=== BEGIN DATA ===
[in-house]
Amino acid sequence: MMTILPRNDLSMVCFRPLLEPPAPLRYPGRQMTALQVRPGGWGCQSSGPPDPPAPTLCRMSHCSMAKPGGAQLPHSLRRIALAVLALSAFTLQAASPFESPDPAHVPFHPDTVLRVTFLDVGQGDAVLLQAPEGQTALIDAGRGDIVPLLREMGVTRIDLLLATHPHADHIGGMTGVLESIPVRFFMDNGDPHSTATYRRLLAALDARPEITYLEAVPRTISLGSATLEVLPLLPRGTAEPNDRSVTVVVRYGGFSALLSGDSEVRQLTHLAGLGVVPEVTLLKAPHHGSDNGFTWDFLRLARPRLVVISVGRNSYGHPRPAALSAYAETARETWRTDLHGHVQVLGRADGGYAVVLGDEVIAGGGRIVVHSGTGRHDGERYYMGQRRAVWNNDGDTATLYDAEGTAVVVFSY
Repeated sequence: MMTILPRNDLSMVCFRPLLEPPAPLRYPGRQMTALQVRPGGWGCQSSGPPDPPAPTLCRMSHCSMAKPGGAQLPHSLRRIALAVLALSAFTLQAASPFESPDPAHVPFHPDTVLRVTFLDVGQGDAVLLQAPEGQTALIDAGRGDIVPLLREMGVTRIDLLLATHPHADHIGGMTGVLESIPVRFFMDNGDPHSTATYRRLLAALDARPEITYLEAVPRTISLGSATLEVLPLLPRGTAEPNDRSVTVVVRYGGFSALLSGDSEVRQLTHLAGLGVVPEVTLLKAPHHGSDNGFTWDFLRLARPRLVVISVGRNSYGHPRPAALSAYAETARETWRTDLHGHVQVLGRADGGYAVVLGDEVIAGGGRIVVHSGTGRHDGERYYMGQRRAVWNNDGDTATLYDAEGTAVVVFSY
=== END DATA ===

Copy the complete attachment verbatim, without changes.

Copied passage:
[in-house]
Amino acid sequence: MMTILPRNDLSMVCFRPLLEPPAPLRYPGRQMTALQVRPGGWGCQSSGPPDPPAPTLCRMSHCSMAKPGGAQLPHSLRRIALAVLALSAFTLQAASPFESPDPAHVPFHPDTVLRVTFLDVGQGDAVLLQAPEGQTALIDAGRGDIVPLLREMGVTRIDLLLATHPHADHIGGMTGVLESIPVRFFMDNGDPHSTATYRRLLAALDARPEITYLEAVPRTISLGSATLEVLPLLPRGTAEPNDRSVTVVVRYGGFSALLSGDSEVRQLTHLAGLGVVPEVTLLKAPHHGSDNGFTWDFLRLARPRLVVISVGRNSYGHPRPAALSAYAETARETWRTDLHGHVQVLGRADGGYAVVLGDEVIAGGGRIVVHSGTGRHDGERYYMGQRRAVWNNDGDTATLYDAEGTAVVVFSY
Repeated sequence: MMTILPRNDLSMVCFRPLLEPPAPLRYPGRQMTALQVRPGGWGCQSSGPPDPPAPTLCRMSHCSMAKPGGAQLPHSLRRIALAVLALSAFTLQAASPFESPDPAHVPFHPDTVLRVTFLDVGQGDAVLLQAPEGQTALIDAGRGDIVPLLREMGVTRIDLLLATHPHADHIGGMTGVLESIPVRFFMDNGDPHSTATYRRLLAALDARPEITYLEAVPRTISLGSATLEVLPLLPRGTAEPNDRSVTVVVRYGGFSALLSGDSEVRQLTHLAGLGVVPEVTLLKAPHHGSDNGFTWDFLRLARPRLVVISVGRNSYGHPRPAALSAYAETARETWRTDLHGHVQVLGRADGGYAVVLGDEVIAGGGRIVVHSGTGRHDGERYYMGQRRAVWNNDGDTATLYDAEGTAVVVFSY